Kagan's article dealt with domestic issues, not national security, and her actions as solicitor general do not show that she would take an expansive view of the president's national security powers. Kagan's article dealt with a president's power to direct administrative agencies and did not claim, as the Bush administration had, that the president had inherent power to act unilaterally on national security matters. Furthermore, Kagan's arguments in favor of the government's national security positions as solicitor general do not indicate that she would take an expansive view of the president's national security powers as a Supreme Court justice. As she has stated, her duty as solicitor general was to represent the federal government in court and defend federal laws whether or not she agreed with them. As a justice, her role would be to decide whether the federal government's actions are justified under the Constitution and federal laws.
Assaulted by political forces, the modern agency is a stew of presidential loyalists and relatively powerless career officials. To this political assault comes an academic one as well, with luminaries such as Elena Kagan celebrating presidential administration an unitary executivists explaining why such theories are part of our constitutional design. This vision may work in eras of divided government, but it fails to control power the rest of the time.
What are you basing that on? The administration has said nothing at all about triangulation, not even through leaks. -- one_bean
It certainly wasn't his strategy during the 2008 election as far as I can tell. What do you suggest changed electorally between November 08 and January 09 that would make him want to triangulate? -- one_bean
My feeling is that she is really more liberal than one can prove, which will help her get nominated so she can actually do liberal stuff. -- internet fraud detective
(By liberal I mean...agrees with me. Sorry for the lack of nuance.) -- internet fraud detective
It certainly does seem to be a surprising change from earlier statements as a U.S. representative and senator, but he had different constituencies in those roles.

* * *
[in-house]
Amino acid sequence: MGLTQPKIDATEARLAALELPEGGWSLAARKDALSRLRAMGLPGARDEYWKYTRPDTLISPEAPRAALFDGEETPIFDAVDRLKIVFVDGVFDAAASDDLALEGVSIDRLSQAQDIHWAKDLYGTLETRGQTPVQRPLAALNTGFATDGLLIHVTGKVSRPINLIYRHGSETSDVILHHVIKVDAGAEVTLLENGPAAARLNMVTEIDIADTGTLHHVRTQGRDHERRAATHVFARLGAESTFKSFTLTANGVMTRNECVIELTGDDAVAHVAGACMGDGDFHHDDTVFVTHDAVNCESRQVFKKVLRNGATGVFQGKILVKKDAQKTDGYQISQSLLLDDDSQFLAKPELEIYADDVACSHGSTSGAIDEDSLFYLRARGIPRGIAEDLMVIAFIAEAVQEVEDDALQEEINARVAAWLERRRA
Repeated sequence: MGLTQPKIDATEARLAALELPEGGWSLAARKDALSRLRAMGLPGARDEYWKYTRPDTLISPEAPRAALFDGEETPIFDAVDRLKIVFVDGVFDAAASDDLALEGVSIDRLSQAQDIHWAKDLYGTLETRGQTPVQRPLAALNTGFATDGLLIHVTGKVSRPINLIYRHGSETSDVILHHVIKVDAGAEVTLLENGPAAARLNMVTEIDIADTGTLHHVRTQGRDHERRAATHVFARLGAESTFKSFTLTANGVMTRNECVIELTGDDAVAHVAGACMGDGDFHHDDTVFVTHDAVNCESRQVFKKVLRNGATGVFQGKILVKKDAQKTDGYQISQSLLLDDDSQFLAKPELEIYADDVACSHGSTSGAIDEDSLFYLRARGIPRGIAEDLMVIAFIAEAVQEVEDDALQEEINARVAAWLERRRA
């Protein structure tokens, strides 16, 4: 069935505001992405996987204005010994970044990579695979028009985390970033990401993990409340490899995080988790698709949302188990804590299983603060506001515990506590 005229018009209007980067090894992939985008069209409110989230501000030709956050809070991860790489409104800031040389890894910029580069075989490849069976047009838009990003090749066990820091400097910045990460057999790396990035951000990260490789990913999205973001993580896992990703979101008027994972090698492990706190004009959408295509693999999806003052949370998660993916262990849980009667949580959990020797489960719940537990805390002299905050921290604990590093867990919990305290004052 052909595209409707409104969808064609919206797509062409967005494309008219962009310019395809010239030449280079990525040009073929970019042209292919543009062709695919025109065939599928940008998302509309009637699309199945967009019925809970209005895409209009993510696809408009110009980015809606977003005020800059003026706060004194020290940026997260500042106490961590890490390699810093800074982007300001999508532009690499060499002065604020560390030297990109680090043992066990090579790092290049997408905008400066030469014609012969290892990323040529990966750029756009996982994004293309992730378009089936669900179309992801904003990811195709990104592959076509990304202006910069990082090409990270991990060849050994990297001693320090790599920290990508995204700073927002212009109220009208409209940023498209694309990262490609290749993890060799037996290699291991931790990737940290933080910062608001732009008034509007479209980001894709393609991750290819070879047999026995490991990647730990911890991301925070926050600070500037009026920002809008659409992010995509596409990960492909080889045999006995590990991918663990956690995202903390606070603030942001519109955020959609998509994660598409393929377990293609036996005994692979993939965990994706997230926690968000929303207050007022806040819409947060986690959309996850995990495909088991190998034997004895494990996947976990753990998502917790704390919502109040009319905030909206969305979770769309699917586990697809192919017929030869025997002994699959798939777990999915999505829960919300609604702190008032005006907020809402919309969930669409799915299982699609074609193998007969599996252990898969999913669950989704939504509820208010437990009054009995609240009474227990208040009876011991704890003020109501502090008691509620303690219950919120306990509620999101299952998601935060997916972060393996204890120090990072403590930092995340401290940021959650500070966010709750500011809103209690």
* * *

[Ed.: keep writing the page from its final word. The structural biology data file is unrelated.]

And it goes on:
Democrats will continue to be fucked in November.
Kagan told the Georgetown audience that the [Kennedy] had "a bit of a bad habit," namely that he asks advocates about cases that are not mentioned anywhere in the briefs for the case. Kennedy did just that in Citizens United when he asked Kagan whether something she had just said was "inconsistent with the whole line of cases that began with Thornhill v. Alabama and Coates v. Cincinnati." Perhaps many advocates know those cases, Kagan said, but "I at any rate did not." She added, "There was a look of panic on my face."
The Sotomayor confirmation process, I think, firmly established how various factions feel about empathizing with the "despised and disadvantaged." Now, the RNC wants to know, "Does Kagan Still View Constitution 'As Originally Drafted And Conceived' As 'Defective'?"
So, what do you imagine Kagan's answer to the question, "Does Kagan Still View Constitution 'As Originally Drafted And Conceived' As 'Defective'?" It surely won't be, "No, you're right. The framers got it absolutely right, excluding women and blacks from the rights of citizenship."
Question: Given your rhetoric about the Don’t Ask, Don’t Tell policy—you called it “a profound wrong—a moral injustice of the first order”—let me ask this basic question: Do you believe that there is a federal constitutional right to same-sex marriage?
Answer: There is no federal constitutional right to same-sex marriage.
fourcheesemac, why are you happy about it? What have you read that we haven't? -- gerryblog
I think undersold is Obama's desire to see his health care efforts upheld when the cases inevitably reach the high bench. Like FDR's New Deal, Obama (rightly in my view) thinks his legacy will live or die on the health care bill. -- T.D. Strange
Ideologically rigid "progressives" are no better than ideologically rigid right wingers. None of y'all are ever able to grok the concepts of compromise, pragmatism, or the challenge of actually exercising political power. Grow up. -- fourcheesemac
Kagan elaborated as well on the memorandum to Justice Marshall discussed above. “I indeed believe that my 22-year-old analysis, written for Justice Marshall, was deeply mistaken. It seems now utterly wrong to me to say that religious organizations generally should be precluded from receiving funds for providing the kinds of services contemplated by the Adolescent Family Life Act. I instead agree with the Bowen Court’s statement that ‘[t]he facially neutral projects authorized by the AFLA-including pregnancy testing, adoption counseling and referral services, prenatal and postnatal care, educational services, residential care, child care, consumer education, etc. are not themselves “specifically religious activities,” and they are not converted into such activities by the fact that they are carried out by organizations with religious affiliations.’ As that Court recognized, the use of a grant in a particular way by a particular religious organization might constitute a violation of the Establishment Clause – for example, if the organization used the grant to fund what the Court called ‘specifically religious activity.’ But I think it incorrect (or, as I more colorfully said at the hearing, ‘the dumbest thing I ever heard’) essentially to presume that a religious organization will use a grant of this kind in an impermissible manner.”